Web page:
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Archdale v. Vilsack

United States District Court, C.D. Illinois, Peoria Division

March 18, 2015



JAMES E. SHADID, Chief District Judge.

This matter is before the Court on Defendants Thomas J. Vilsack ("Vilsack") and Edward Knipling's ("Knipling") Motion for Summary Judgment. This motion is fully briefed and for the reasons set forth below, Defendants' Motion for Summary Judgment is GRANTED.


On August 28, 2013, Plaintiff Michelle Archdale ("Archdale") filed a pro se Complaint alleging Defendants deprived her of due process and denied her equal protection under the law. Archdale names several defendants in her lawsuit. Defendants Katherine M. O'Hara, Paul G. Sebesta, Todd J. Ward, and Christy G. Gibson were dismissed pursuant to this Court's March 9, 2015 Order. As to the remaining Defendants Vilsack and Knipling, Archdale is not requesting monetary damages, but rather she is requesting injunctive relief. Specifically, Archdale seeks an injunction requiring Vilsack, through the Office of General Counsel, to provide counsel for her during her Equal Employment Opportunity Commission ("EEOC") proceedings. Archdale also seeks an injunction requiring the United States Department of Agriculture ("USDA") to comply with the leave policy in the Agreement between ARS and AFGE Local 3247.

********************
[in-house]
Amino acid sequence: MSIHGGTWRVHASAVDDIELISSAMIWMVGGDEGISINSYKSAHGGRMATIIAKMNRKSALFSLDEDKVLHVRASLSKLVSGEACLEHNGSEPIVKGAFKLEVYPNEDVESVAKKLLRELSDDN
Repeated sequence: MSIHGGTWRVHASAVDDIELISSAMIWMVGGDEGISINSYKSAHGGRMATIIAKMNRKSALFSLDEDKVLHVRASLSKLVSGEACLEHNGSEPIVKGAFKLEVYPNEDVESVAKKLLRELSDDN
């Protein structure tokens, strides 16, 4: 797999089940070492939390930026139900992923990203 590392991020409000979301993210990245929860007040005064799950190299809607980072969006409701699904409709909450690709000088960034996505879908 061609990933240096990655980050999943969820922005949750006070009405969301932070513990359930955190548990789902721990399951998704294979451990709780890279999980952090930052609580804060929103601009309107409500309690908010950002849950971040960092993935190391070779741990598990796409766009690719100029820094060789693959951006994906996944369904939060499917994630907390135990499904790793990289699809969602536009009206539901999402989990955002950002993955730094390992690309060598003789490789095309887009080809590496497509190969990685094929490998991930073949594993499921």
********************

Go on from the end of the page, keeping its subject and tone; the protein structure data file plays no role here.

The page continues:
The Agreement between ARS and AFGE Local 3247 provided a grievance process for employees who had issues and concerns about their sick and annual leave. Archdale, who has filed a grievance in the past, did not use utilize the grievance process because she missed the deadline for filing, but instead filed a complaint with the EEOC.

Archdale was deposed before the EEOC by the Defendants on matters related to her allegations that the USDA discriminated against her by forcing her to use all of her sick leave, annual leave, and leave without pay for a period of four years. During the deposition, John Salch ("Salch") appeared with Archdale. Salch, although not an attorney, was the chief negotiator of Union Local 3247 and Archdale identified him as the person who could interpret the labor agreement that existed between ARS and AFGE Local 3247. The EEOC subsequently dismissed Archdale's case. Archdale filed suit in this Court on August 28, 2013. On July 22, 2014, Vilsack and Knipling moved for Summary Judgment Pursuant to Fed. R. Civ. Pro. 12(b)(6) or in the Alternative 12(b)(1).


1. Legal Standard